130 High Street · San Luis Obispo, CA 93401 · Ph: 805-543-0785 · Fax: 805-543-0852

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Dry Ice

Want to keep your ice chest extra cold; ship perishables across the country; or create a dramatic smoking cauldron for your Halloween bash? Glacier Ice Company has the perfect solution -- Dry Ice  sold in 10 lb. blocks.

With a very cold temperature of -109.3°F (or -78.5°C),  Dry Ice offers advantages over traditional water ice, including a lower temperature that keeps perishables frozen longer, and no liquid residue other than incidental frost from moisture in the atmosphere. (Click the link or scroll down for Dry Ice Facts and Tips.)

Uses for Dry Ice

Practical uses: Flash freezing and preserving packaged frozen foods, ice cream, biological samples, medical supplies, or anything that needs to remain cold or frozen without the use of mechanical cooling. It's great in ice chests on extended camping or fishing trips, or to keep cold treats like popsicles frozen at kids' soccer tournaments on a hot day.

Industrial uses: Removal of in-ground fuel tanks, and sub-zero heat treating processing.

Special effects: When dry ice is placed in water, sublimation is accelerated, producing low-sitting dense clouds of smoke-like "fog" that hover near the ground or appear to "bubble" from liquid-filled containers like beverages and ponds. This chemical reaction offers a dramatic special effect for use in:

  • Theater Productions
  • Haunted House Attractions
  • Nightclubs and Concerts
  • The Motion Picture Industry
  • "Smoking" Specialty Drinks

 

Important instructions for handling Dry Ice: Warning: Dry Ice is extremely cold (-109 degrees Fahrenheit) and will quickly burn bare skin. Always handle with care, and wear heavy protective cloth or leather work gloves. Do not ingest. Keep dry ice away from children and pets. It is harmless if touched briefly. However prolonged contact with the skin will freeze cells (frostbite) and cause injury similar to a bad burn.

 More Dry Ice Facts and Tips:

 

What is Dry Ice?
Dry ice (sometimes referred to as "cardice" or "card ice") is the solid form of carbon dioxide. Used primarily as a cooling agent, it is called "dry" ice because it changes directly from a solid to a gas sublimation in normal atmospheric conditions without going through a wet liquid stage.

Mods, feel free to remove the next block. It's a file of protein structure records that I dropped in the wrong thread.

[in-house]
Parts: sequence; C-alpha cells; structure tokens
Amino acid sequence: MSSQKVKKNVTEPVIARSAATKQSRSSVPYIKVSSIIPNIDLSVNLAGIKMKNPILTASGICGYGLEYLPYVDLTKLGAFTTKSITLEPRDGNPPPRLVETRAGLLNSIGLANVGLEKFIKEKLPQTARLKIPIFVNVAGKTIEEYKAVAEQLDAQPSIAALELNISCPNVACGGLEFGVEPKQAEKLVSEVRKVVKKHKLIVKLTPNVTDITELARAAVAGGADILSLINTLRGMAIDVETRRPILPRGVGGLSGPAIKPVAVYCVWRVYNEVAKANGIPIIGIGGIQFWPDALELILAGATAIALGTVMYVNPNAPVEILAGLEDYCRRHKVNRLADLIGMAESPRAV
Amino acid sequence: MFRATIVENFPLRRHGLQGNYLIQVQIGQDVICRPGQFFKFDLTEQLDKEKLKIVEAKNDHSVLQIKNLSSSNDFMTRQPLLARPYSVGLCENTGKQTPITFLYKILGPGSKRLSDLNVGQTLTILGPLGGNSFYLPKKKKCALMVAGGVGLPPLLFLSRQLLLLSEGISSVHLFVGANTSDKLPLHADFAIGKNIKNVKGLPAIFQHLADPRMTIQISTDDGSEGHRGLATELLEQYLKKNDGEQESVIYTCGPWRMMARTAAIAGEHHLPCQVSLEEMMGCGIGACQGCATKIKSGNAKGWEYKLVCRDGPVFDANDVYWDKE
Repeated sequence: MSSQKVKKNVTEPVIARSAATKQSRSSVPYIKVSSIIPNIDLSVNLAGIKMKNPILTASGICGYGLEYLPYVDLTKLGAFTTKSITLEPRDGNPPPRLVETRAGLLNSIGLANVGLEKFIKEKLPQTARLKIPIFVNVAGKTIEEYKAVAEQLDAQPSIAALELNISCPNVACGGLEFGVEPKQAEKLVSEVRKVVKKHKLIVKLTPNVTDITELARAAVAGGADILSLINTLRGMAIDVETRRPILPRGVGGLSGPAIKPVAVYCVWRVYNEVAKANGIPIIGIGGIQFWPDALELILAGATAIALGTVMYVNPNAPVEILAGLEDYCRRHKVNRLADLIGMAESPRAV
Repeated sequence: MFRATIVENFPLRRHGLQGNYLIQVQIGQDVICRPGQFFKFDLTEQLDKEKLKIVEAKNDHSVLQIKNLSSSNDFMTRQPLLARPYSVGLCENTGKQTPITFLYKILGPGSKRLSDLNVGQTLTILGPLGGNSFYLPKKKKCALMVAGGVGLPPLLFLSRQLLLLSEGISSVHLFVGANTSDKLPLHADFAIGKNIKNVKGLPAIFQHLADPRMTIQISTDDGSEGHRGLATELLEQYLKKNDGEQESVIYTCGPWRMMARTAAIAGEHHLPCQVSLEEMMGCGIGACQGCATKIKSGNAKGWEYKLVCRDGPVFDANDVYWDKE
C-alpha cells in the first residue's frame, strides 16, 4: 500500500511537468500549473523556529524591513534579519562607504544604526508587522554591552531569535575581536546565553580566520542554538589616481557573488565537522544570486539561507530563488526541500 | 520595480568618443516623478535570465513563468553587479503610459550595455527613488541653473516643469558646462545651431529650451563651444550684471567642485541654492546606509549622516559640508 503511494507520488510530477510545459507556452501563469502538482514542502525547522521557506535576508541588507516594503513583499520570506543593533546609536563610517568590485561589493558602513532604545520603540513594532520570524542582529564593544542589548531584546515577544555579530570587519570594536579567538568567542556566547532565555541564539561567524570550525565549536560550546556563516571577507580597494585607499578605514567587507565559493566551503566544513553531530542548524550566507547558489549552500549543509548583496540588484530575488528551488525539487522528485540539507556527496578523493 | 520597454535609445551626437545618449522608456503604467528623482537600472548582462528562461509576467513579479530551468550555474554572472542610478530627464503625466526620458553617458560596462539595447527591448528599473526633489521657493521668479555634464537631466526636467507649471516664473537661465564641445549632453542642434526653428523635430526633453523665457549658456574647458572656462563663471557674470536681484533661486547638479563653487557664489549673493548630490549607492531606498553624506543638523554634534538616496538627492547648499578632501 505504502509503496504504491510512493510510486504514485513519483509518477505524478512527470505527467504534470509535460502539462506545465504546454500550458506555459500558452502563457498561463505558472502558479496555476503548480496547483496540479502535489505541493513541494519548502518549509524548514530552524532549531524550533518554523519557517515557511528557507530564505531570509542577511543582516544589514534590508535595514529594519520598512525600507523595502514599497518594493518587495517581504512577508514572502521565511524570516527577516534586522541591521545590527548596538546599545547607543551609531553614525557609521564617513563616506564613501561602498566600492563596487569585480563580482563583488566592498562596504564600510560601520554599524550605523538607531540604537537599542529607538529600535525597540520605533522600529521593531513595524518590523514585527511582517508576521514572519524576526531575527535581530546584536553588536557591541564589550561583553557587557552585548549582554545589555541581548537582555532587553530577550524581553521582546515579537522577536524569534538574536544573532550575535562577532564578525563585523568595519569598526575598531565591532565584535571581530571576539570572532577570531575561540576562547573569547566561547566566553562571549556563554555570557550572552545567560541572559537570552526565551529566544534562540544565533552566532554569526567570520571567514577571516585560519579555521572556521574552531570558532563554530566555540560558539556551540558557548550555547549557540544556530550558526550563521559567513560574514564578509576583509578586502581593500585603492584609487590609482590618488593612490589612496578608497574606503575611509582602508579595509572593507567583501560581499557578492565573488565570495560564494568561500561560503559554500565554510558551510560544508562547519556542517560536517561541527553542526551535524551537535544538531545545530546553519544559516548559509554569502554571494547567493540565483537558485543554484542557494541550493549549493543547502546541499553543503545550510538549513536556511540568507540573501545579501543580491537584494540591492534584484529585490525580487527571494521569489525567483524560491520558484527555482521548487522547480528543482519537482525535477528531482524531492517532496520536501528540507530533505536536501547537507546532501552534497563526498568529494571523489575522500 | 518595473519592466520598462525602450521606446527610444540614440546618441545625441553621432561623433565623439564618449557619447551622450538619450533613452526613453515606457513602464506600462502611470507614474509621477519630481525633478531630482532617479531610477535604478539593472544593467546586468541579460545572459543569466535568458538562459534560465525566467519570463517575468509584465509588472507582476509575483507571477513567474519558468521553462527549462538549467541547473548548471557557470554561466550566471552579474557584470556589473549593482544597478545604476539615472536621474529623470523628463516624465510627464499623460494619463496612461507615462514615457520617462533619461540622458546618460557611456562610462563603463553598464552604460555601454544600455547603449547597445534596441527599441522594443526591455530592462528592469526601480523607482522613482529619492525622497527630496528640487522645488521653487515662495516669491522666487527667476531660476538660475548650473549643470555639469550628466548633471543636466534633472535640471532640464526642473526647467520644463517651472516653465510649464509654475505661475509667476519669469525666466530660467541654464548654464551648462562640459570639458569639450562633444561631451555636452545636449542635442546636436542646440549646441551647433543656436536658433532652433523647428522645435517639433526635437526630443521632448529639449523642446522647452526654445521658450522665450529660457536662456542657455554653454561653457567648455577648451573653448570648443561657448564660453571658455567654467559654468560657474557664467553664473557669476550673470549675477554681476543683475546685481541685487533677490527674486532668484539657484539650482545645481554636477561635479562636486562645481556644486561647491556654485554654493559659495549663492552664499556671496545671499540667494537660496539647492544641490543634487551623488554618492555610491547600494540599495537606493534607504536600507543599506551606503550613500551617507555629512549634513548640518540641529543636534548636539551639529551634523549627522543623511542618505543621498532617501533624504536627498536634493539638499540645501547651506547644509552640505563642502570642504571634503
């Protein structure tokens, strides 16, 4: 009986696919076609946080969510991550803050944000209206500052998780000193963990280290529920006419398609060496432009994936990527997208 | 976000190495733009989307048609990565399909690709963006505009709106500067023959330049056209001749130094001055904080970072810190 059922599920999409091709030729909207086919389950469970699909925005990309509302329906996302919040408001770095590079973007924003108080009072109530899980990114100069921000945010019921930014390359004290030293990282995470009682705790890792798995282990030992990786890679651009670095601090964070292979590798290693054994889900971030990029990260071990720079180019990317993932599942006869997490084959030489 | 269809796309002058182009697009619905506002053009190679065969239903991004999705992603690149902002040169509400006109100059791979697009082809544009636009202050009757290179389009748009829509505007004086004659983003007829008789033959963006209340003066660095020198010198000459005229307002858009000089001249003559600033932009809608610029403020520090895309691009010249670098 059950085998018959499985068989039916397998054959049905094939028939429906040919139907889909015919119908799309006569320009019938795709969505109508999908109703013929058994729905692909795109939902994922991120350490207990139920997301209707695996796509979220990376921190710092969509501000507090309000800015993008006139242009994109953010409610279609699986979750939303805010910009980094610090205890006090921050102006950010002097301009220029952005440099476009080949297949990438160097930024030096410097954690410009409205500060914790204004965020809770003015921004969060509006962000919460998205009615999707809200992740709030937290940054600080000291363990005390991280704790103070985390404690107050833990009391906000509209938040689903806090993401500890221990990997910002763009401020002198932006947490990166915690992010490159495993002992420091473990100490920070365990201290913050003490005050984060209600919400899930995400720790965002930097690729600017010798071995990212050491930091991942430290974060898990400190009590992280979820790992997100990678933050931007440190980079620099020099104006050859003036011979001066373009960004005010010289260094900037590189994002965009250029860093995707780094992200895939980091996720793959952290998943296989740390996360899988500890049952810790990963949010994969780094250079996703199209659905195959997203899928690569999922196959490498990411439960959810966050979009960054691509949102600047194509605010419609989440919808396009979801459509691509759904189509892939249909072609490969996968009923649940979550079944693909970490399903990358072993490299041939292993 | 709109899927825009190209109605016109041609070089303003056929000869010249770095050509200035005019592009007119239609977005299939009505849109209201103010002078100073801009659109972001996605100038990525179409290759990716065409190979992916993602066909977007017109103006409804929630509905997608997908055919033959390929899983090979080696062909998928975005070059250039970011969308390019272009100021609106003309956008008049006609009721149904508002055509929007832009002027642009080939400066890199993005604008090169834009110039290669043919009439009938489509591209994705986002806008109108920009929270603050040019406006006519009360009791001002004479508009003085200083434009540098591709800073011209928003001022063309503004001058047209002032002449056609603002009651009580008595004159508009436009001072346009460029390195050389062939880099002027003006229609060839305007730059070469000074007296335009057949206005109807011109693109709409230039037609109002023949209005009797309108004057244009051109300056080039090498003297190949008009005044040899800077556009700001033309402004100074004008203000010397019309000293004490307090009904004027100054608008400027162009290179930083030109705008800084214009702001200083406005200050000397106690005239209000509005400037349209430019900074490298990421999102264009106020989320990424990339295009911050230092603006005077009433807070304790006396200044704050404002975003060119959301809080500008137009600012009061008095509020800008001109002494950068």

Camping with Dry Ice
Keep refrigerated items cool for 3 to 4 days by packing your cooler with dry ice. Place the dry ice on the bottom of your cooler, cover with cardboard or newspaper to insulate the dry ice. Completely cover with Glacier Ice Company packaged wet ice, then pack your cooler as normal with food and beverages. The dry ice freezes the ice and everything in your cooler stays chilled for days.

Backpacking with Dry Ice
Wrap a couple of pounds of dry ice in a towel and place in the bottom of your backpack. Put your beverages on top of the dry ice.

Hunting or Fishing with Dry Ice
Preserve your trophy with dry ice. Place dry ice in the bottom of a cooler, cover with cardboard or newspaper, and place your trophy on top to prevent spoilage. Do not allow direct contact of trophy with the dry ice, as this will cause superficial damage.

Flash Freezing Fresh Fruits and Vegetables
Place 7 to 10 lbs. of dry ice in the bottom of a cooler. Wash fresh strawberries, blueberries, peaches etc., and place on a cookie sheet. Put cookie sheet in the cooler until fruit is frozen. Remove cookie sheet using potholders, and place fruit in freezer bags. Store fruit bags in freezer until ready to use. When thawed, it will taste like fresh picked fruit.

Little League Sports
It's 90 degrees outside and the team is hot and tired. How about popsicles on a sweltering day? Place popsicles on the bottom of the cooler and put the dry ice on the top. Watch your team's eyes light up at the frozen treat.

Halloween Dry Ice Uses and Recipes

Dry Ice Fog
Dry Ice combined with hot tap water produces vigorous bubbling water and voluminous flowing fog. To make smoke in your "cauldron," you will need to submerge the dry ice into hot water. (A Crockpot works well for keeping the water hot. If the water becomes cold, the smoke effect will stop.) Break off only a small amount of dry ice to put into the hot water. Increase the dry ice until you have your desired smoke effect. By consistently adding hot water and dry ice, you can keep the fog rolling.

Witches Brew
Looks like boiling stew with a mysterious bubbling effect in your punch bowl. Use one gallon of red grape juice and one gallon of pulpy orange juice. (Refrigerate both juices prior to use.) Mix together, and add a few small pieces of dry ice when ready for the bubbling effect.  Note: Do not ingest or serve the dry ice to your guests.

  • Witches Brew: 3 to 5 lbs. of dry ice lasts up to 30 minutes.
  • Witches Cauldron: 5 to 15-lbs. of dry ice lasts up to 30 minutes.
  • Fog for a small room: Using 2 pots, 15 to 30 lbs. of dry ice lasts up to 1 hour.
  • Fog for a large room: Using 3 to 4 pots, 50 lbs. of dry ice lasts up to 1 hour.
  • Fog for an unheated swimming pool: 50 lbs. of dry ice lasts between 1 and 2 hours.
  • Fog for a patio (no wind): 50 to 100 lbs. of dry ice lasts between 1 and 2 hours.